What do people feel when they think of your product? If the answer is not good (or other positive words), then you may need to rethink your branding strategy. Why? Because people tend to remember and buy products that make them feel good. If something makes people feel good, then to them it must be a good pick. So how do you make people feel good about your product? The answer, my friend, is Emotional Branding.
Consider Apple. What is it about Apple products that make them so freaking irresistible to Apple fanatics? Do people buy Macs, iPhones, and iWatches because they’re really superior to other brands? Do you really think people want the iPhone 12 because it has A14 Bionic, “the fastest chip in a smartphone” or it has “Ceramic Shield front with four times better drop performance?” Not really, right? They’re buying it because it’s an Apple product. Sounds so simple. But how does Apple make people think and act this way?
Marketing experts say it’s because of the tech juggernaut’s iconic branding which has built a cult-like following. Seductive copy and website that make Apple fans drool. The aura of secrecy builds up hype for their product launches. The air of premium exclusivity it evokes when launching a product. Sleek and elegant designs that exude luxury. All these are what Apple users are really paying for. It’s what makes people buy them even if they’re way more expensive. It’s why Apple fanatics don’t mind waiting in line for hours to be one of the first to own the latest iPhone.
Apple is not really selling computers and gadgets. It’s selling a status symbol. It’s selling exclusivity. It’s selling belongingness to a creative elite group. By doing so, they’re tapping into the emotions of consumers. It is subtle Emotional Branding at its finest.
So What is Emotional Branding?
Emotional branding is a marketing strategy where a company establishes a relationship with its target market through how they experience the brand. In other words, it’s a mix of marketing factors deliberately pieced together to create a certain brand aura. This “aura” evokes specific positive emotions when people think of the brand. Coca-Cola calls to mind happiness. Nike inspires aspiration. What does your brand encapsulate?
Don’t confuse emotional branding with emotional advertising. Emotional advertising is part of Emotional Branding. Emotional advertising directly uses emotional appeal to a particular ad or campaign to rouse particular emotions (positive or negative) from the target market. Advertisers usually incorporate current events (for relevance) and emotions (to appeal to the subconscious) into their ads.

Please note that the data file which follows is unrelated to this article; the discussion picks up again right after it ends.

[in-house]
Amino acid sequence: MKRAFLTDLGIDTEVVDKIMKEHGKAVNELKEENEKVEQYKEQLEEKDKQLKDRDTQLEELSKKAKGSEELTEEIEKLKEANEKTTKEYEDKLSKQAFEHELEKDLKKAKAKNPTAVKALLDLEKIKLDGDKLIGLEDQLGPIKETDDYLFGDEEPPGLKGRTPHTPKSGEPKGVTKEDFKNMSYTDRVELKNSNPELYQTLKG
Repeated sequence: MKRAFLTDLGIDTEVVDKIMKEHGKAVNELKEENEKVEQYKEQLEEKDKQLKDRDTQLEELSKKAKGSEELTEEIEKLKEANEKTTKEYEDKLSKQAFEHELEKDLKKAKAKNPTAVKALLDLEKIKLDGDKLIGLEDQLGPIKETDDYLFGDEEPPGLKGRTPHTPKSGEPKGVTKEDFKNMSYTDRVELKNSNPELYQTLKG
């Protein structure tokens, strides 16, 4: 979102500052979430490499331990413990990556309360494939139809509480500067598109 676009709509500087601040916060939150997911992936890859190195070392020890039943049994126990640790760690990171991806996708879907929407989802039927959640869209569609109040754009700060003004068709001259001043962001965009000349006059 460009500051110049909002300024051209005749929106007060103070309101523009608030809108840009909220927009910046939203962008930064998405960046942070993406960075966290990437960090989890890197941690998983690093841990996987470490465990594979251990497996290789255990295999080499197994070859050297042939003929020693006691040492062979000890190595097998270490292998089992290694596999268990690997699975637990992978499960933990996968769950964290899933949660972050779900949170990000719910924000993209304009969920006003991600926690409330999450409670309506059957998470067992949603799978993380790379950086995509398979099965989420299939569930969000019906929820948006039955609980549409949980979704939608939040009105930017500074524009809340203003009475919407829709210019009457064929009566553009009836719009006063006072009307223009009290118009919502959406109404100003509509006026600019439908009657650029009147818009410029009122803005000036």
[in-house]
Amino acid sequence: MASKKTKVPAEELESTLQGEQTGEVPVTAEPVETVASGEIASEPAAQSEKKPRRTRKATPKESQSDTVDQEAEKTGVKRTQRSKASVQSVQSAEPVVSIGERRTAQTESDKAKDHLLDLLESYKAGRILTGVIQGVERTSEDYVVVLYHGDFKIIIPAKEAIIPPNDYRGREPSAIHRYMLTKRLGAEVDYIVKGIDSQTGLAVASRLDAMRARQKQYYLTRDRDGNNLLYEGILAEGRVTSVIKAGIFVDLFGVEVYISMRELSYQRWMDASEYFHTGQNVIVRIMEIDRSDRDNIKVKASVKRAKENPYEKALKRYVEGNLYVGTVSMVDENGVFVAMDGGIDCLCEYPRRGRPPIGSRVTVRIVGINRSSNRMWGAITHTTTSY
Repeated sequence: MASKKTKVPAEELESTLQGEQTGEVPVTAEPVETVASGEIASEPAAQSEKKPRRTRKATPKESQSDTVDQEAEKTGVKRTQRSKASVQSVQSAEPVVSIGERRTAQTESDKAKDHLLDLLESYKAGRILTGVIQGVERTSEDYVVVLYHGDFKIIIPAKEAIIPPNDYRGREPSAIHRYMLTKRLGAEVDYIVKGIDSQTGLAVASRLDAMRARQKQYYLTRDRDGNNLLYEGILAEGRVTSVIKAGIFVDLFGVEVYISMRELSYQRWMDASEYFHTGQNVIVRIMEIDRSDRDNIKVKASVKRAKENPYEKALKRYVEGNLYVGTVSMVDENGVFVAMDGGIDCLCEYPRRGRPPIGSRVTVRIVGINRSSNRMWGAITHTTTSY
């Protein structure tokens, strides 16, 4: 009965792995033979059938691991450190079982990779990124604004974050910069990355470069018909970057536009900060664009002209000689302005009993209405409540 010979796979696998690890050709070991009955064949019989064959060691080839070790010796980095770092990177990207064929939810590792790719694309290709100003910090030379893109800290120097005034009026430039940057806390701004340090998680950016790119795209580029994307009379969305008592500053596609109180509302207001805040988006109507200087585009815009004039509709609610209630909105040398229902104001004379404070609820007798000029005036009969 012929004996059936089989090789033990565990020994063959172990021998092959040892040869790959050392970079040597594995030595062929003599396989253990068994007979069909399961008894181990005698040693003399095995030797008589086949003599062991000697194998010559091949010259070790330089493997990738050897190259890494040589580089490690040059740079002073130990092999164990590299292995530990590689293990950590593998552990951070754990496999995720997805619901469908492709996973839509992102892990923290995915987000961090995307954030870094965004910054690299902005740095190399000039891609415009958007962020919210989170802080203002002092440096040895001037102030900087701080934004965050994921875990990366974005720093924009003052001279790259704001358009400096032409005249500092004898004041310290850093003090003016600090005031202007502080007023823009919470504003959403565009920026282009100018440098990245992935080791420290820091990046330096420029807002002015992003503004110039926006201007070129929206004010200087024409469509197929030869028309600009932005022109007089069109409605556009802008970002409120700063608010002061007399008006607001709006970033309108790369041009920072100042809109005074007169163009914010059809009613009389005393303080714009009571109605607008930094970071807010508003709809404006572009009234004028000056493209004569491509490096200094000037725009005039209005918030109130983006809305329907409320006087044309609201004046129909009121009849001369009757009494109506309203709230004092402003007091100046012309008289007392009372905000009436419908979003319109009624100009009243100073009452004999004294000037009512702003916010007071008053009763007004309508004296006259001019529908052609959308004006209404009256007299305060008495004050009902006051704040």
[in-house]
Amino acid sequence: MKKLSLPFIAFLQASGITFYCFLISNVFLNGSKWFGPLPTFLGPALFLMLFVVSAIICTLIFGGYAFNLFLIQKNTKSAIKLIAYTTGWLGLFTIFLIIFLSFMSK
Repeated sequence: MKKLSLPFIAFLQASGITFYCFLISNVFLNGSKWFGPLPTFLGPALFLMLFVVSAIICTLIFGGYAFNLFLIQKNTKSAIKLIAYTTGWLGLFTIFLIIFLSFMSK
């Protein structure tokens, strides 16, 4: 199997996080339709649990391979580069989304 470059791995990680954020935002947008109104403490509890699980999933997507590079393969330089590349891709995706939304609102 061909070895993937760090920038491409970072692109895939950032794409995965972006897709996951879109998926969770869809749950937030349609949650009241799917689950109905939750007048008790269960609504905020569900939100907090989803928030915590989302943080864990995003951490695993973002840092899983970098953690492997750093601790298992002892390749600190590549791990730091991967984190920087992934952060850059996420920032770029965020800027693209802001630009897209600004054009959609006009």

Take for example Uber’s “Thank You For Not Riding” ad during the Covid-19 pandemic. The commercial shows people locked down at home is a heartfelt ad that tugs at the heartstrings. Then it catches viewers by surprise by saying “Thank you for not riding” at the end, implying that Uber cares more for your safety than their bottom line. Who would advertise to not use their product? Only Uber, and that makes the emotional impact even more powerful. It’s an example of emotional advertising, but at the same time it contributes to its emotional branding (and Uber’s rebranding.)
Why Does Emotional Branding Work?
Harvard Professor Gerald Zaltman, author of “How Customers Think: Essential Insights into the Mind of the Market,” has the answer. He said 95% of buying decisions are made subconsciously. This means marketing strategies must work on selling to Miss Instinct rather than to Mr. Logic. But we can’t just brush aside Mr. Logic. Because although neuroscience confirms that people buy with emotions, people also justify their buying decisions with logic. But still, the fact remains. Your target market’s emotions and subconscious hold the key to unlocking your prospect’s wallets for your brand. That’s why Emotional Advertising and Emotional Branding work.
So How Do You Build Emotional Branding?
Begin by asking, what do you want people to feel or think when they think of your brand? What emotions does your brand evoke when people think of your brand? You can’t leave it to chance. You need to sculpt this brand image through the use of a mix of visual and non-visual branding components and techniques. Consider your brand’s logos and icons, fonts and color scheme, and design and user experience. These can conjure up particular associations. So be sure these elements are in harmony with the emotional branding you’re aiming for and keep this branding consistent.
Beyond the optics of shaping your brand, you also need to consider the abstract attributes. The story of your brand, your engagement with your market, your content, etc. are also avenues where you can manifest your emotional branding.
How about your brand? What are you doing to develop your emotional branding?